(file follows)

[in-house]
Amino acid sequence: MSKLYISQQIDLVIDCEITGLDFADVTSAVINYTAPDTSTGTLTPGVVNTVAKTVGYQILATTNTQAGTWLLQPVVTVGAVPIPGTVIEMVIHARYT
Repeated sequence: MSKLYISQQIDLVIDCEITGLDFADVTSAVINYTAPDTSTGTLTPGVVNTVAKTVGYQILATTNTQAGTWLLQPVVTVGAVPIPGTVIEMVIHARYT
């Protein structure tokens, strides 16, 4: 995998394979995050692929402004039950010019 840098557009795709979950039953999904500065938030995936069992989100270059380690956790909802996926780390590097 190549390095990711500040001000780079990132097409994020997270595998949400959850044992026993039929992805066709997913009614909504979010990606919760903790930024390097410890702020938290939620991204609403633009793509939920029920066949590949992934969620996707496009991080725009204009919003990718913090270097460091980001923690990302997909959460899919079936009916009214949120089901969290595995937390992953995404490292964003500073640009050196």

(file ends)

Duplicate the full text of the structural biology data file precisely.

[in-house]
Amino acid sequence: MSKLYISQQIDLVIDCEITGLDFADVTSAVINYTAPDTSTGTLTPGVVNTVAKTVGYQILATTNTQAGTWLLQPVVTVGAVPIPGTVIEMVIHARYT
Repeated sequence: MSKLYISQQIDLVIDCEITGLDFADVTSAVINYTAPDTSTGTLTPGVVNTVAKTVGYQILATTNTQAGTWLLQPVVTVGAVPIPGTVIEMVIHARYT
């Protein structure tokens, strides 16, 4: 995998394979995050692929402004039950010019 840098557009795709979950039953999904500065938030995936069992989100270059380690956790909802996926780390590097 190549390095990711500040001000780079990132097409994020997270595998949400959850044992026993039929992805066709997913009614909504979010990606919760903790930024390097410890702020938290939620991204609403633009793509939920029920066949590949992934969620996707496009991080725009204009919003990718913090270097460091980001923690990302997909959460899919079936009916009214949120089901969290595995937390992953995404490292964003500073640009050196």